Warming waters, diseases, and sedimentation are some stressors that threaten the health of coral reefs. To help preserve these important ecosystems, a researcher from Kansas State University visited the University of Guam and studied a stressor that has not been well-explored — the effects of nutrient pollution on corals found in Guam waters.
Nutrient pollution is caused by excess nitrogen and phosphorous in the air and water and can damage the environment, cause health problems, and take a heavy toll on the economy.
Molly Fisher, a graduate student from Kansas State University, arrived on Guam on March 14 as part of the first academic cross-collaboration between Kansas NSF EPSCoR and Guam NSF EPSCoR.
She came along with her advisor, Walter Dodds, a distinguished professor from KSU. Dodds’ research areas of specialization focus on water quality and nutrient cycling. He departed Guam on March 18.
Dodds and Fisher collected small samples of staghorn coral (Acropora pulchra), one of Guam’s dominant reef-builders, from West Agana and the Luminao Reef in Santa Rita.
The sites were chosen due to their different levels of human activity. Substances such as fertilizer, stormwater runoff, and sewage treatment plant discharge can cause nutrient pollution.
“Luminao is our pristine site while West Agana has roads and a sewage treatment plant that may contribute to increased levels of nitrogen in the water,” said Dodds. “We add nitrogen and phosphorous to get our plants to grow. If you add too much fertilizer, the system gets too productive for its own good. In the case of corals, that means that algae can grow over the surface of the coral and cause them to stress and die.”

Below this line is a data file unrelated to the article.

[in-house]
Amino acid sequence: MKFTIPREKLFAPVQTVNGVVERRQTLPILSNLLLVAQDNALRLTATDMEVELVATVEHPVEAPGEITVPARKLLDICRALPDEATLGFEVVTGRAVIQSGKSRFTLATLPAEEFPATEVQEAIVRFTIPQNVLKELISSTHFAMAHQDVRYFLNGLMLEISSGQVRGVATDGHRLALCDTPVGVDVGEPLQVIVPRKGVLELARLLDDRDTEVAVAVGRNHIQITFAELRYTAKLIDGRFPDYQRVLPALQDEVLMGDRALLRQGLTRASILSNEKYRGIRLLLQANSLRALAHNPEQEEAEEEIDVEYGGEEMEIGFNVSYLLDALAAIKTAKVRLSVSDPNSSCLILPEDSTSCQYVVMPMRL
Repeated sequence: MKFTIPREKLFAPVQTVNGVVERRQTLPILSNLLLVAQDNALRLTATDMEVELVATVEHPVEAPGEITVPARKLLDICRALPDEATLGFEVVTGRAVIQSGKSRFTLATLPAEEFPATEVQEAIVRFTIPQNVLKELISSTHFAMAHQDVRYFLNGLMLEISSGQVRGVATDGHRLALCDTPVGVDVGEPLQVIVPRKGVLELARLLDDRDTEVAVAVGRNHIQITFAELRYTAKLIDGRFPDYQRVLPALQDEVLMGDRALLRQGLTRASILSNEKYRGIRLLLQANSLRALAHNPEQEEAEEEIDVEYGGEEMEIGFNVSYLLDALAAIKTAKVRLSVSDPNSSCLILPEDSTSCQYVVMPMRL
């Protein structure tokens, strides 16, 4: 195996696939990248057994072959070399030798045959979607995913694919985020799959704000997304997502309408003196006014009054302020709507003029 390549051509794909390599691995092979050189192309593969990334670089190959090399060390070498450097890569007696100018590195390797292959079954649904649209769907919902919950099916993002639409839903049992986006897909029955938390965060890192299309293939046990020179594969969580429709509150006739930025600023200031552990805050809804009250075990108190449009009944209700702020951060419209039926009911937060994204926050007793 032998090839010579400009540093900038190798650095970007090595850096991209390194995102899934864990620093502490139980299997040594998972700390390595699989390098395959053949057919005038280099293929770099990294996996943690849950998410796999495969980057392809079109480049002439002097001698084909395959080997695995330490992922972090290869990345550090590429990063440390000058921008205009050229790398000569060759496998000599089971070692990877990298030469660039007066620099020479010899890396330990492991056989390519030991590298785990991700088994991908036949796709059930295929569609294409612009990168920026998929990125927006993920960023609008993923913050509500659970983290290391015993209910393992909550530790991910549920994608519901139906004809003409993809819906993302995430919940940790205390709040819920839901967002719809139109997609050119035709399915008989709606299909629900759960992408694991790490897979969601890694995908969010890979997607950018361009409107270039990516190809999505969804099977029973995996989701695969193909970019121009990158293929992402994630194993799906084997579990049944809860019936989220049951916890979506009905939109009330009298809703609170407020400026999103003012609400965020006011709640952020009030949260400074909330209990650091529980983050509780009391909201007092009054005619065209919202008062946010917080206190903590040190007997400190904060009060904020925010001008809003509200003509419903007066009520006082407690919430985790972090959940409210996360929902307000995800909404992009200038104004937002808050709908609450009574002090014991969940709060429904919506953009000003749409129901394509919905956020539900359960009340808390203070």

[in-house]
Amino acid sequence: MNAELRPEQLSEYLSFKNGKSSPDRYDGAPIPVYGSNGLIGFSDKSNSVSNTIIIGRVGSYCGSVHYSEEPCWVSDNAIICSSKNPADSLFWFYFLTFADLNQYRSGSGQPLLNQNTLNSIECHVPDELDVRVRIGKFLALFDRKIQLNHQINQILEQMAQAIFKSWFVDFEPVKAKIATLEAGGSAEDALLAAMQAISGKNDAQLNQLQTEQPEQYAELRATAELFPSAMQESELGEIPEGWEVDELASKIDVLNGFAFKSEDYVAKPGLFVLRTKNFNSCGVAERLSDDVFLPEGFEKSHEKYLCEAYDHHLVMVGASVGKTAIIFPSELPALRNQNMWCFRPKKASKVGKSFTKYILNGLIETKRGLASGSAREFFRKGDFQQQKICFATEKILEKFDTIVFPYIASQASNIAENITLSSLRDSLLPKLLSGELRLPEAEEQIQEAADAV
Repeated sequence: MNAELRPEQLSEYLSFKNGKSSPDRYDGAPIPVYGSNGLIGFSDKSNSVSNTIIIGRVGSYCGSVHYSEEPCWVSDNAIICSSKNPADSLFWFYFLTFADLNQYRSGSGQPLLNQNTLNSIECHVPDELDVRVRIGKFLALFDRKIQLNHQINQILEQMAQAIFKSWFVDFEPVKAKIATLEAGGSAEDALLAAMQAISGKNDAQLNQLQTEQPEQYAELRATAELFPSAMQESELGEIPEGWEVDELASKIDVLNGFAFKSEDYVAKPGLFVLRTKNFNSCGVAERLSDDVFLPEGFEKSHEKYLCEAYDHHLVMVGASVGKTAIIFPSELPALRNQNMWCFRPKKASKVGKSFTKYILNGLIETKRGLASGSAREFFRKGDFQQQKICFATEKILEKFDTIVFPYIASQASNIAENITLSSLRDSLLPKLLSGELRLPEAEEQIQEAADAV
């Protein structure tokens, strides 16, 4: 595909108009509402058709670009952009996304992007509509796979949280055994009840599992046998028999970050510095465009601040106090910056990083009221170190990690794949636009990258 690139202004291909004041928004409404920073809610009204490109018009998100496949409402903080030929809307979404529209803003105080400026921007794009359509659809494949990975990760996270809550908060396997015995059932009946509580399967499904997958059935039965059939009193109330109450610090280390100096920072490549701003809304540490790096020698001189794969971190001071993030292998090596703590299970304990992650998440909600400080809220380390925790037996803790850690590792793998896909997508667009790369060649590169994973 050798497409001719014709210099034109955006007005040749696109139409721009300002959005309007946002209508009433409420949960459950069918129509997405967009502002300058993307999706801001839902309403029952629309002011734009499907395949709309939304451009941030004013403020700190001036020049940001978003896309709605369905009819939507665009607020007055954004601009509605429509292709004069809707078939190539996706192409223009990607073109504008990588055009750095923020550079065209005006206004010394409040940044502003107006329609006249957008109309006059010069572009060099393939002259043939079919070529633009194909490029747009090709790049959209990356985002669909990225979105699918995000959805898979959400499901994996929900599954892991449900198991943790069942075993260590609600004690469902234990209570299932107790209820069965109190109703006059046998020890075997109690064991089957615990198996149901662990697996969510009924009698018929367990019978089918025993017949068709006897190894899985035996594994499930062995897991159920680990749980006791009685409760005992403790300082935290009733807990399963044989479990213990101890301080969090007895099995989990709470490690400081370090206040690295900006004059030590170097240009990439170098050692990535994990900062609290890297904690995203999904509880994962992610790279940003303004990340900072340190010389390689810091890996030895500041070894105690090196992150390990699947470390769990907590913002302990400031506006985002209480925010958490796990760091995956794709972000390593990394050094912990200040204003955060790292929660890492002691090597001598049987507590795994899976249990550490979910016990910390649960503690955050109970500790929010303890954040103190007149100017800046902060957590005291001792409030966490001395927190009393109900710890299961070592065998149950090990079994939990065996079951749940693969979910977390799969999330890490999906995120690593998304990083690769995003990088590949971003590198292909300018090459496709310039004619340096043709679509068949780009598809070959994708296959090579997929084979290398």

Fisher said that the coral samples were exposed to varying levels of ammonium and will monitor how the corals respond over time. Ammonium is one form of nitrogen that can be present in marine ecosystems.
“Anthropogenic nutrient loading is a stressor to corals that isn’t heavily studied,” said Fisher. “Our work is pretty novel, and we hope that we can figure out how they respond to nutrient loading in an attempt to hopefully lessen the impacts on corals.”
Dodds said that the faculty and staff at the University of Guam Marine Laboratory have been integral to the execution of the project.
“We’re grateful for the faculty here at the University of Guam. They’ve been extraordinarily helpful and have gone out of their way to make us feel welcomed and find the materials that we need to do this work,” said Dodds. “Everyone has been super helpful and told us that if we need anything at all, that we can talk to them. It’s been an incredibly pleasant experience so far.”
Fisher concluded the experiment and departed Guam on April 10.